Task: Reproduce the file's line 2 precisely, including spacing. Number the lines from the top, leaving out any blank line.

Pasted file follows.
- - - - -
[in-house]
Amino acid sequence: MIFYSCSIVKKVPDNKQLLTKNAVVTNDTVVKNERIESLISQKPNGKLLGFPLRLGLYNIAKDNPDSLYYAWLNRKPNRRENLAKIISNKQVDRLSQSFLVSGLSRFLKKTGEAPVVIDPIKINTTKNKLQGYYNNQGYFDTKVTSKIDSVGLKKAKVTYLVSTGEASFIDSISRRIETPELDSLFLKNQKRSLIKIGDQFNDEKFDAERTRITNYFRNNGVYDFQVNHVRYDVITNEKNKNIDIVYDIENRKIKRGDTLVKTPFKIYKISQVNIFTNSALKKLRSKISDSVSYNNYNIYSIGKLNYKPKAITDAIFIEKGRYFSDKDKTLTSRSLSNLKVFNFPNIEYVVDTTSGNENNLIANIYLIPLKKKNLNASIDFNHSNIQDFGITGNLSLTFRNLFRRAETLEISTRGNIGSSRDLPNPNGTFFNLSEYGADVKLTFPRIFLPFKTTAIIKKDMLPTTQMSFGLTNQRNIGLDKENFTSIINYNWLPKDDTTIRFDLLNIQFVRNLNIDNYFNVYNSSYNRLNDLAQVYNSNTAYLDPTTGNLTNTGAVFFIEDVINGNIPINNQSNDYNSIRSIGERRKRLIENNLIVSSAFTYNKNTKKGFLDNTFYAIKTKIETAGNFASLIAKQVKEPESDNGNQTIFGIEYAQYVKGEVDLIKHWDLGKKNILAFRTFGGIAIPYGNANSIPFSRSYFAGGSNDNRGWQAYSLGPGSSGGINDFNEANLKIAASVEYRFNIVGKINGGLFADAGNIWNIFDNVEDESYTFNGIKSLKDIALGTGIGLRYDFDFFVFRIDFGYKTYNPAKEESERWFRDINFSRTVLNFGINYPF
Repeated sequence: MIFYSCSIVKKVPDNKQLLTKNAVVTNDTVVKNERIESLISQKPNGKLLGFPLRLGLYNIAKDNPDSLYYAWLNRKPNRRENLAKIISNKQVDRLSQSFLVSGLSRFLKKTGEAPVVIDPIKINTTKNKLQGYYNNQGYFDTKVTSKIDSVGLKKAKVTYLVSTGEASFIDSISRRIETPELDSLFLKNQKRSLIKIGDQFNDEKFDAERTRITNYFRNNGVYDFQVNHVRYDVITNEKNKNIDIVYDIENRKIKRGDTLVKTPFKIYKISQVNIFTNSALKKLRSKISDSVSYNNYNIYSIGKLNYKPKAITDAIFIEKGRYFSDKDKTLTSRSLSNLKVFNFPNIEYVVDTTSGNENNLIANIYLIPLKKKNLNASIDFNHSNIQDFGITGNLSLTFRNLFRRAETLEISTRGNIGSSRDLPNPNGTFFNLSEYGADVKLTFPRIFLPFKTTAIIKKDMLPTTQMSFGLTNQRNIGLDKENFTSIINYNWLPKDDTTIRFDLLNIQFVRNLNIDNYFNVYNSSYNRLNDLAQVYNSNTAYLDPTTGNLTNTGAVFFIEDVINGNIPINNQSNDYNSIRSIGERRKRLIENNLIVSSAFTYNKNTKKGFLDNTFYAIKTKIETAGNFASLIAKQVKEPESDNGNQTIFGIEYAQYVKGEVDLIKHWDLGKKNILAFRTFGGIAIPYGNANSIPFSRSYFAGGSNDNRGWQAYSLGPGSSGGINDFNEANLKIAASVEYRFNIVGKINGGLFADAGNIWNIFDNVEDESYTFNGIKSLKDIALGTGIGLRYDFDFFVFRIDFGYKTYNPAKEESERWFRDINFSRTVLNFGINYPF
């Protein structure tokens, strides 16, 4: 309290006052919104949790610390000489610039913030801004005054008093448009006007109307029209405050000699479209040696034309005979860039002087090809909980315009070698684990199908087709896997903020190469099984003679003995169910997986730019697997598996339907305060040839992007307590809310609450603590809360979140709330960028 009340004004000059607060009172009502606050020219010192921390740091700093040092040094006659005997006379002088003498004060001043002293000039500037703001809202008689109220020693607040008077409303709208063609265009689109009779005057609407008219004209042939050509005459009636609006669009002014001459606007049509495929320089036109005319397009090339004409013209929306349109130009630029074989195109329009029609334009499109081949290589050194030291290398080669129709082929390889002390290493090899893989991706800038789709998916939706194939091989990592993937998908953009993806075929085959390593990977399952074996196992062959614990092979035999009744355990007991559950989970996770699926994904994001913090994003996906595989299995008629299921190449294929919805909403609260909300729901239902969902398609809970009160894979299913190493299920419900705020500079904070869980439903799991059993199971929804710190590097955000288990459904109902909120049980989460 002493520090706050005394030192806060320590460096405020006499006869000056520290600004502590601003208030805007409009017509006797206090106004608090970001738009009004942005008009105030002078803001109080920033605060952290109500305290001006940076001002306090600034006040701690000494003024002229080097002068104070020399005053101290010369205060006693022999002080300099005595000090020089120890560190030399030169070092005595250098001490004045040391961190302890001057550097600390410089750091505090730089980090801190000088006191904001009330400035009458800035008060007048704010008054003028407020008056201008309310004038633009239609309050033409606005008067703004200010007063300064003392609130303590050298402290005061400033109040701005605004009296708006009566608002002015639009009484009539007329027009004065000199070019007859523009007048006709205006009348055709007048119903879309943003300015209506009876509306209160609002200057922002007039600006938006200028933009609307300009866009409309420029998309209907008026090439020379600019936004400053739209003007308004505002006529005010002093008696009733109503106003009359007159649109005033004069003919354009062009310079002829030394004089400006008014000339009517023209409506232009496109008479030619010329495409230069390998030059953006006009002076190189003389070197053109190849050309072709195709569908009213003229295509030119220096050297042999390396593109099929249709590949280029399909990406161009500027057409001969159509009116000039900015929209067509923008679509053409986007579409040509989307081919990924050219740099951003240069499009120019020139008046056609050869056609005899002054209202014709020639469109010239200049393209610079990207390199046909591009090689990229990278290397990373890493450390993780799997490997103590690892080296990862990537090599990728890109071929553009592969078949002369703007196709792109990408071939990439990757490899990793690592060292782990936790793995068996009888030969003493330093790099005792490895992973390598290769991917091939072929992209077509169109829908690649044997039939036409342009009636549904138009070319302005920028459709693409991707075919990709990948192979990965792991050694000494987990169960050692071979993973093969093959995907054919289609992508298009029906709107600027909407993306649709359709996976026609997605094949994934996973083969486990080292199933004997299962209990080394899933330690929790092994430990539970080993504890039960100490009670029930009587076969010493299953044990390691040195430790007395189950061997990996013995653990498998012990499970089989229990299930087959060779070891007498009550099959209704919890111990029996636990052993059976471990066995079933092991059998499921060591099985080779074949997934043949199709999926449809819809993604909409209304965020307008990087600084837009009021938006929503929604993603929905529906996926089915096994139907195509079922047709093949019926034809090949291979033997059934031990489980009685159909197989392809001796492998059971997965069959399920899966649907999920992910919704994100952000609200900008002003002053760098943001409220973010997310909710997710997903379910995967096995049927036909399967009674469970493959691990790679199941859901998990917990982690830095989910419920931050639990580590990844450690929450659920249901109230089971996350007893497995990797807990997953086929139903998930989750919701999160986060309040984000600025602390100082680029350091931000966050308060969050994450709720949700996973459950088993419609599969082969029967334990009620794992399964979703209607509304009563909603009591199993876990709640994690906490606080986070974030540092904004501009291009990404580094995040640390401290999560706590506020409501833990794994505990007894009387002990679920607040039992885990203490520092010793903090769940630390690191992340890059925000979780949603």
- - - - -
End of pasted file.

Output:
Amino acid sequence: MIFYSCSIVKKVPDNKQLLTKNAVVTNDTVVKNERIESLISQKPNGKLLGFPLRLGLYNIAKDNPDSLYYAWLNRKPNRRENLAKIISNKQVDRLSQSFLVSGLSRFLKKTGEAPVVIDPIKINTTKNKLQGYYNNQGYFDTKVTSKIDSVGLKKAKVTYLVSTGEASFIDSISRRIETPELDSLFLKNQKRSLIKIGDQFNDEKFDAERTRITNYFRNNGVYDFQVNHVRYDVITNEKNKNIDIVYDIENRKIKRGDTLVKTPFKIYKISQVNIFTNSALKKLRSKISDSVSYNNYNIYSIGKLNYKPKAITDAIFIEKGRYFSDKDKTLTSRSLSNLKVFNFPNIEYVVDTTSGNENNLIANIYLIPLKKKNLNASIDFNHSNIQDFGITGNLSLTFRNLFRRAETLEISTRGNIGSSRDLPNPNGTFFNLSEYGADVKLTFPRIFLPFKTTAIIKKDMLPTTQMSFGLTNQRNIGLDKENFTSIINYNWLPKDDTTIRFDLLNIQFVRNLNIDNYFNVYNSSYNRLNDLAQVYNSNTAYLDPTTGNLTNTGAVFFIEDVINGNIPINNQSNDYNSIRSIGERRKRLIENNLIVSSAFTYNKNTKKGFLDNTFYAIKTKIETAGNFASLIAKQVKEPESDNGNQTIFGIEYAQYVKGEVDLIKHWDLGKKNILAFRTFGGIAIPYGNANSIPFSRSYFAGGSNDNRGWQAYSLGPGSSGGINDFNEANLKIAASVEYRFNIVGKINGGLFADAGNIWNIFDNVEDESYTFNGIKSLKDIALGTGIGLRYDFDFFVFRIDFGYKTYNPAKEESERWFRDINFSRTVLNFGINYPF